Essentials (and the not-quite-essentials) for overnight hiking
By Jacey Gibb, Distribution Manager
Great Inclinations is your go-to source for diving into the world of casual hiking in and around the Lower Mainland. Because hiking’s not just for assholes anymore.
How you pack for a day hike is wildly different from what to bring on an overnighter. There’s a lot to account for, even if you’ll only be in the wilderness for 12 hours. Here are a few things you need to consider, plus a few non-essentials that will just make your life easier.
First off, you’ll need a tent. Chances are if you already own a tent, it’s not one that’s suited for overnight hikes. Cheaper, more common tents tend to be bulkier and heavier—and when you’re carrying everything you need on your back, those few added pounds make a big difference! Unfortunately, the extremely lightweight tents—we’re talking one or two pounds—cost up to $500. However, you can still snag some of the lighter ones for $150 to $200. They’re also quite durable and will last for many seasons.
Next, your sleeping gear. Some campgrounds have tent pads constructed out of wooden planks; other campsites will just have a dirt or slightly rocky ground to sleep on. Regardless, it’s a good idea to have some kind of cushion or padding to make sleeping on the ground slightly more enjoyable. Sleeping pads are easy to inflate and provide a nice cushion of air between you and the ground, which also helps keep you warmer. They’re also light and compact, whereas traditional foam cushions are larger and harder to transport. Sleeping bags are an obvious necessity but you don’t need to bring a pillow. Just fill the case your sleeping bag came in with extra clothing to make an impromptu one.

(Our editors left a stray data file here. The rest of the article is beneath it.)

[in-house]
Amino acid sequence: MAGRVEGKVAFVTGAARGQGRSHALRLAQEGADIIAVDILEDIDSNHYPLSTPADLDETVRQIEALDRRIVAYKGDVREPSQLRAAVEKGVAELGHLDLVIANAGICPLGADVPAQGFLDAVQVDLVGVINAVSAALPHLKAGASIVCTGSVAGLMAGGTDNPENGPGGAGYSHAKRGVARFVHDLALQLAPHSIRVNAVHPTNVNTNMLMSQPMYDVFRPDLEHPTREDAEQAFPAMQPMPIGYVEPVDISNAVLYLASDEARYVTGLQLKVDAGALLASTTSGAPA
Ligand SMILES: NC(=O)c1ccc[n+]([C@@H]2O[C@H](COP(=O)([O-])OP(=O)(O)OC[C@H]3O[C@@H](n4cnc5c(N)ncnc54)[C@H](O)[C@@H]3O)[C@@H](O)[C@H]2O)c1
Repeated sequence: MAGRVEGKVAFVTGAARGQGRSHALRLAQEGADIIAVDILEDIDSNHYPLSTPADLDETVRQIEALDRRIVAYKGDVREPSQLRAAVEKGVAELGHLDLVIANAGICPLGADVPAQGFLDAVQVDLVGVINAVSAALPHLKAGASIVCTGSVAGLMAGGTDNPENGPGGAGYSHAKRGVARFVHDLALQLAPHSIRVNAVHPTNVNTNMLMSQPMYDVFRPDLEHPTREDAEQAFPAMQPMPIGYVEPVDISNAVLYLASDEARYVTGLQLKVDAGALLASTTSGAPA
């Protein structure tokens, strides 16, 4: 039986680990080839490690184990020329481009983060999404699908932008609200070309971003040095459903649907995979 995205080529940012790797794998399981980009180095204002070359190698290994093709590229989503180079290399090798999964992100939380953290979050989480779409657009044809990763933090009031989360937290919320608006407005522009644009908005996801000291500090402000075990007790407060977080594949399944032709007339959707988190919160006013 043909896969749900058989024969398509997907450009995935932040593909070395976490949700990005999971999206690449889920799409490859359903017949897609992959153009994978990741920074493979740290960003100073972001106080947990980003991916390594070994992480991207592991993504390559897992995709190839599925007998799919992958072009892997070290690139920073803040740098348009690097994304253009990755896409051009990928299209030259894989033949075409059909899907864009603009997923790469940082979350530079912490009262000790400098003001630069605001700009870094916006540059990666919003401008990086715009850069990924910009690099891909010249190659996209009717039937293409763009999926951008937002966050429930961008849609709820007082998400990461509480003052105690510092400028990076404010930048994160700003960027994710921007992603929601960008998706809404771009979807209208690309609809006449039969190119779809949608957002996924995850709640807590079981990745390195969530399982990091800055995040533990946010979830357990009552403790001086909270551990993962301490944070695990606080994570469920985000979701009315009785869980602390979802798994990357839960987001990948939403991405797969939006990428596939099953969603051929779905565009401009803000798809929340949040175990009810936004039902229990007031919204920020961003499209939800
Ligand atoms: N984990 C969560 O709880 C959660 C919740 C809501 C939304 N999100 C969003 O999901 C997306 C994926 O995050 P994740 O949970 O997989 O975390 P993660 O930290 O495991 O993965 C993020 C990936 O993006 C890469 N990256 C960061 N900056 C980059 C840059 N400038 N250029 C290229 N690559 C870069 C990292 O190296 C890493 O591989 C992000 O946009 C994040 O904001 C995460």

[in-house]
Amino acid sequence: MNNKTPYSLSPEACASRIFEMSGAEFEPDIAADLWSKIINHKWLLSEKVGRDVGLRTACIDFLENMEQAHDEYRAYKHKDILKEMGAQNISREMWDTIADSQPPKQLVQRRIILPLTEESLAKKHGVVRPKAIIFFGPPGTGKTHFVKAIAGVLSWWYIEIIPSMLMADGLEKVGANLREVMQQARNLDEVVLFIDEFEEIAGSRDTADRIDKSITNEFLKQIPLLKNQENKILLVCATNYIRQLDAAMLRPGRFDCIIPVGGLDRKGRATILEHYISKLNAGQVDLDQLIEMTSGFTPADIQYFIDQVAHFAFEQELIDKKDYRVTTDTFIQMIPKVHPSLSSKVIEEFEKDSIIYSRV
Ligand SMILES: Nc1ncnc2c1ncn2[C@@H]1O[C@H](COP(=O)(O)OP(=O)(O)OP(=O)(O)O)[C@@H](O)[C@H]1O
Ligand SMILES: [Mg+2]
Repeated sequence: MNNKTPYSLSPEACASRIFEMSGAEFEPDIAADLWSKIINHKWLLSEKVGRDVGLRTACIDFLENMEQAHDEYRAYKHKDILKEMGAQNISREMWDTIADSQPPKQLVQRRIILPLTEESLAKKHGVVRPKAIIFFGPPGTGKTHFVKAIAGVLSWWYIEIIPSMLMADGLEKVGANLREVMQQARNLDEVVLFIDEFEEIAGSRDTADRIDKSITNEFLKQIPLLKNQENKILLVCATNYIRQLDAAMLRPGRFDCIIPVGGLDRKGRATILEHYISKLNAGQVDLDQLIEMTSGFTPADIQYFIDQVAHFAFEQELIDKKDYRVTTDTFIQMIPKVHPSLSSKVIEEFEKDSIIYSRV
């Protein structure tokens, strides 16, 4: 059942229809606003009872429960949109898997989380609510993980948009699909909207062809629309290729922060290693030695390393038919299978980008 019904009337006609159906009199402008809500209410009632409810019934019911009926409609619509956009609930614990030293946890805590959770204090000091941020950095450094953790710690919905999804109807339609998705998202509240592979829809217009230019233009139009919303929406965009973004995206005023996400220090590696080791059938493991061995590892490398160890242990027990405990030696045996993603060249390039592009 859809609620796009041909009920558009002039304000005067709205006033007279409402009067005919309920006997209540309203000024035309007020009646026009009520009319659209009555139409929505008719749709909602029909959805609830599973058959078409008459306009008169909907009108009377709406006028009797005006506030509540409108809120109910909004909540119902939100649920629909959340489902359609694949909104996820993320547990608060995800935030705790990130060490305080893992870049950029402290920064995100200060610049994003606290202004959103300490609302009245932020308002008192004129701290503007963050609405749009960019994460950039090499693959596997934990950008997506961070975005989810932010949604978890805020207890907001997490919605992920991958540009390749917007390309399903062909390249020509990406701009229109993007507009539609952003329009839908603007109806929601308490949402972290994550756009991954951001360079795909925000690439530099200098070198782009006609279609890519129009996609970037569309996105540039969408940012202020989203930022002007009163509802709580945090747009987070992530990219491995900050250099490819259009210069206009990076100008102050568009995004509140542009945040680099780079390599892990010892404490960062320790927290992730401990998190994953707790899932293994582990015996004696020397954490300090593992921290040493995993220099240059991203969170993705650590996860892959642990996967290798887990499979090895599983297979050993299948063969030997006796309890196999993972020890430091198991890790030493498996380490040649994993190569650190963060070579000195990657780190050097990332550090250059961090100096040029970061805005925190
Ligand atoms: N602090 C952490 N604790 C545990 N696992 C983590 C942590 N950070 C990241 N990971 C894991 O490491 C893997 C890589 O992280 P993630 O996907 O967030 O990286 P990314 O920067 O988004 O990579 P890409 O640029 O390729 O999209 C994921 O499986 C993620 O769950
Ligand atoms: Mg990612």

Another item that I’ve never regretted bringing on an overnight hike: A few plastic bags. They’re light, squish down so they don’t take up precious real estate in your pack and can be used for almost anything. Use them to store food scraps or garbage, or to keep wet clothing from soaking your dry items. Most hiking campgrounds also have a “pack in what you pack out” policy, so keeping an ongoing garbage bag is super handy. Just chuck the whole bag as soon as you get home.
When you hike for several kilometres, you end up burning through drinking water quickly. Thankfully, there are a few options for how to stay hydrated on the go. Boiling water is always an option—a rolling boil for a minute or two, depending on your elevation—but it’s time-consuming and can waste a lot of fuel. There are also water purification tablets which purify water but also take anywhere between 30 minutes to four hours to completely take effect. For most overnight hikes, I prefer to use a LifeStraw, which comes in a tube about the size of an EpiPen and acts as a straw. Simply dip the LifeStraw into any sort of freshwater and suck on the non-submerged end. Water is filtered through the straw so that by the time it reaches your mouth it’s been purified. My advice: Pack a regular water bottle and once it’s empty, refill it from a nearby water source like a stream or lake. Then use the LifeStraw to drink from your bottle.
My last packing suggestion is a pair of water shoes. After hiking for hours, it feels downright luxurious to pull off your boots and slide into some water shoes. For starters, most are made out of a light fabric and are more compact than regular shoes. They’re also more comfortable than hiking boots, while still being durable enough for wandering around a campsite. You can also snag water shoes for really cheap—like, $10 cheap. Pack some water shoes on your next overnight hike and thank me later.
Like any new hobby, the cost of gear for overnight hiking can add up quickly. Try borrowing some of the aforementioned supplies from friends or family members to see if you even like overnight hikes before dropping a few hundred dollars. Just remember to clean everything and return it in the exact same condition they lent it to you. Don’t be THAT friend!